We've all been there — standing in the grocery store holding a product that's written in a foreign language, waiting for our smartphone camera to scan the text and give us a translation so we know exactly what we're looking at. Similarly, when you receive a PDF document and can't copy any of the text, you opt to convert it to a different file type instead. Did you know that all of this is possible thanks to optical character recognition (OCR)? Let's dive into the basics of OCR, how it works, the problems it solves, and why it's an integral part of modern technology for now and decades to come.
Today we'll cover:
- What is OCR?
- Step-by-step guide on how OCR works
- Advantages & limitations of OCR software
- Use cases and applications
- Automating OCR annotations
- Key takeaways
What is OCR (optical character recognition)?
Optical Character Recognition refers to the process of extraction and conversion of a handwritten or typed text from an image, video, or scanned document like PDF to a digitally modifiable format (txt, docx, etc). It is a field of study in artificial intelligence that is tied to computer vision and pattern recognition.
With OCR, we can encode printed text from an image, allowing it to be electronically altered, searched, stored more compactly, presented on the web, and utilized in machine processes like cognitive computing and more. Once this is done, the information obtained from OCR may be applied to a vast array of uses that range from personal use to public security.
Moreover, Optical Character Recognition (OCR) technology has transformed how we digitize and process documents. OCR can perform a range of tasks, including:
- Scanned document recognition: Printed documents are scanned and then OCR software converts scanned documents into searchable and editable texts. It enables users to extract information from old printed documents and integrate them into modern workflows. This approach is widely used to automate the processing of legal documents, and extraction of data from bank statements and invoices. It could also simplify the task of invoice processing, and financial record keeping, and many business document recognition tasks are solved this way.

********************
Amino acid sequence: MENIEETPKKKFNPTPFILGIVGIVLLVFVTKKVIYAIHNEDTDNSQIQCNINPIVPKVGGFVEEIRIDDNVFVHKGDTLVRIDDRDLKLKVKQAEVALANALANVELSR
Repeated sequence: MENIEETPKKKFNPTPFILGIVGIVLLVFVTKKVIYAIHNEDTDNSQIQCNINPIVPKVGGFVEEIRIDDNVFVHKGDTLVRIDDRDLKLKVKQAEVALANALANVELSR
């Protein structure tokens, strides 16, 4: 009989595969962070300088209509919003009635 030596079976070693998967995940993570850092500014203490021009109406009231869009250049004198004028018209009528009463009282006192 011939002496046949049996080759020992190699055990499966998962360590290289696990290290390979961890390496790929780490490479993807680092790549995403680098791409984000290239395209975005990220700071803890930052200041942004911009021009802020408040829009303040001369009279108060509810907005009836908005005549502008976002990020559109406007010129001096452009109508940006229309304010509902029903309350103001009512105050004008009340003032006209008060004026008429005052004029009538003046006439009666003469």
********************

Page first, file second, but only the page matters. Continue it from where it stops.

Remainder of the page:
- Scene text recognition: Recognizing texts from natural scenes such as street signs, storefronts, or license plates. OCR can recognize text in images captured under various conditions, such as low light, blurry images, or images with non-uniform backgrounds, making it useful for tasks such as recognizing text from street art or identifying text in images captured by drones.
- Intelligent Character Recognition (ICR): OCR systems can recognize and transcribe handwritten or cursive text from scanned documents, making it possible to digitize handwritten notes, letters, and forms. Script recognition is a specific application of OCR that focuses on transcribing cursive and script handwriting.
Step-by-step guide on how OCR works
Now let's briefly describe the steps that are usually used in modern OCR software, some of which could not be used in optical character recognition systems.
1. Hardware part: The process typically starts with the hardware component, which is any type of optical scanner or specialized circuit board that captures the physical shape of the original document and turns it into a digital image. For instance, if there's a printed document on a piece of paper, the scanner creates a scanned document - a digital copy (image file) of the same document.
2. Image pre-processing: The input image file is preprocessed to enhance the quality of the image to provide better recognition. The preprocessing may include resizing, contrast enhancement, binarization, noise reduction, and other techniques.
3. Text detection: First, the computer vision model detects the regions of interest in the input image that may contain text. This process is called text detection, and it is done using a specialized deep-learning model that is usually trained on large datasets of images and text.
4. Layout analysis: Once the text regions are detected, the computer vision model performs a layout analysis to determine the structure and order of the text in the image. This step is important for preserving the context of the text and ensuring that the output is organized and readable.
5. Text recognition: The detected text regions are then passed through a deep learning-based text recognition model that extracts text from the images. This model uses a combination of convolutional neural networks (CNNs) and recurrent neural networks (RNNs) to recognize the individual characters and words in the input image to convert them into machine-readable text.
6. Language model: The final output is post-processed which removes any noise, corrects spelling mistakes, and improves the overall accuracy of the recognition. The predicted sequence of characters may contain errors, especially for long words or uncommonly used ones. To correct these errors, further manipulations with a predicted sequence are required. Many OCR computer systems use language models as word processors to refine the output. The language model is a probabilistic model that predicts the probability of a sequence of words based on the input image. For that purpose, statistical models as well as more advanced methods (including deep learning) could be used.